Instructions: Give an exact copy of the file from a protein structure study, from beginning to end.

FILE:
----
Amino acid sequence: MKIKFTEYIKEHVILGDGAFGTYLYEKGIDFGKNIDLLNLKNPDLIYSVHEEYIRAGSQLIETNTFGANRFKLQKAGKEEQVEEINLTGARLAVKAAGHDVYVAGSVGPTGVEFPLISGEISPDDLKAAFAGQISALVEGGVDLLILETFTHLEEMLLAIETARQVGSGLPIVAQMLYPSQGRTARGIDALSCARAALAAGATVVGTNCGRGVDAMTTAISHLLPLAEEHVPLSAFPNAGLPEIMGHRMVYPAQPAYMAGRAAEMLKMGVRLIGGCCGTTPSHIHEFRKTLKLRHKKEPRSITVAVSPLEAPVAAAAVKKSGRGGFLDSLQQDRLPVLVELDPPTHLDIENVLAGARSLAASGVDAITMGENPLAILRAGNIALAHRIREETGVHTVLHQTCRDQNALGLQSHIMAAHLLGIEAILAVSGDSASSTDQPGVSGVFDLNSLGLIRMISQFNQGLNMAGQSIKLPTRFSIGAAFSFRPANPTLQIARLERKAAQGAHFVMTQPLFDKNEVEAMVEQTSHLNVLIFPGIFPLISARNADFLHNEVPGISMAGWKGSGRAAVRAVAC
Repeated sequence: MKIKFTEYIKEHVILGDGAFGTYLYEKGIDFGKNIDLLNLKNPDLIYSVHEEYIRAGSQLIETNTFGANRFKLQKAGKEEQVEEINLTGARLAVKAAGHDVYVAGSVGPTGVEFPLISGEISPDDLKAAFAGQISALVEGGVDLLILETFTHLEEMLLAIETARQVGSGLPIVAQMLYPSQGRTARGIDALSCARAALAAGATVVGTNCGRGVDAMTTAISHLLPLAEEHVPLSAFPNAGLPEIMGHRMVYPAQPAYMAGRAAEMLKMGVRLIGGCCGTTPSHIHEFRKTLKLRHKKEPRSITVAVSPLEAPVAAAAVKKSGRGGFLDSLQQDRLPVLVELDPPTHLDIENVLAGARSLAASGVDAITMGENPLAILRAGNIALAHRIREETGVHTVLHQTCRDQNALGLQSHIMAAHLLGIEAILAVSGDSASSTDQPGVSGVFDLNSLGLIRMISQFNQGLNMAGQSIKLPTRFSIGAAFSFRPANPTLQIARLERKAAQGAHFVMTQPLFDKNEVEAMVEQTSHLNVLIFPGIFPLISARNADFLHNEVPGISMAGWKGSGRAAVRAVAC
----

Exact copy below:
Amino acid sequence: MKIKFTEYIKEHVILGDGAFGTYLYEKGIDFGKNIDLLNLKNPDLIYSVHEEYIRAGSQLIETNTFGANRFKLQKAGKEEQVEEINLTGARLAVKAAGHDVYVAGSVGPTGVEFPLISGEISPDDLKAAFAGQISALVEGGVDLLILETFTHLEEMLLAIETARQVGSGLPIVAQMLYPSQGRTARGIDALSCARAALAAGATVVGTNCGRGVDAMTTAISHLLPLAEEHVPLSAFPNAGLPEIMGHRMVYPAQPAYMAGRAAEMLKMGVRLIGGCCGTTPSHIHEFRKTLKLRHKKEPRSITVAVSPLEAPVAAAAVKKSGRGGFLDSLQQDRLPVLVELDPPTHLDIENVLAGARSLAASGVDAITMGENPLAILRAGNIALAHRIREETGVHTVLHQTCRDQNALGLQSHIMAAHLLGIEAILAVSGDSASSTDQPGVSGVFDLNSLGLIRMISQFNQGLNMAGQSIKLPTRFSIGAAFSFRPANPTLQIARLERKAAQGAHFVMTQPLFDKNEVEAMVEQTSHLNVLIFPGIFPLISARNADFLHNEVPGISMAGWKGSGRAAVRAVAC
Repeated sequence: MKIKFTEYIKEHVILGDGAFGTYLYEKGIDFGKNIDLLNLKNPDLIYSVHEEYIRAGSQLIETNTFGANRFKLQKAGKEEQVEEINLTGARLAVKAAGHDVYVAGSVGPTGVEFPLISGEISPDDLKAAFAGQISALVEGGVDLLILETFTHLEEMLLAIETARQVGSGLPIVAQMLYPSQGRTARGIDALSCARAALAAGATVVGTNCGRGVDAMTTAISHLLPLAEEHVPLSAFPNAGLPEIMGHRMVYPAQPAYMAGRAAEMLKMGVRLIGGCCGTTPSHIHEFRKTLKLRHKKEPRSITVAVSPLEAPVAAAAVKKSGRGGFLDSLQQDRLPVLVELDPPTHLDIENVLAGARSLAASGVDAITMGENPLAILRAGNIALAHRIREETGVHTVLHQTCRDQNALGLQSHIMAAHLLGIEAILAVSGDSASSTDQPGVSGVFDLNSLGLIRMISQFNQGLNMAGQSIKLPTRFSIGAAFSFRPANPTLQIARLERKAAQGAHFVMTQPLFDKNEVEAMVEQTSHLNVLIFPGIFPLISARNADFLHNEVPGISMAGWKGSGRAAVRAVAC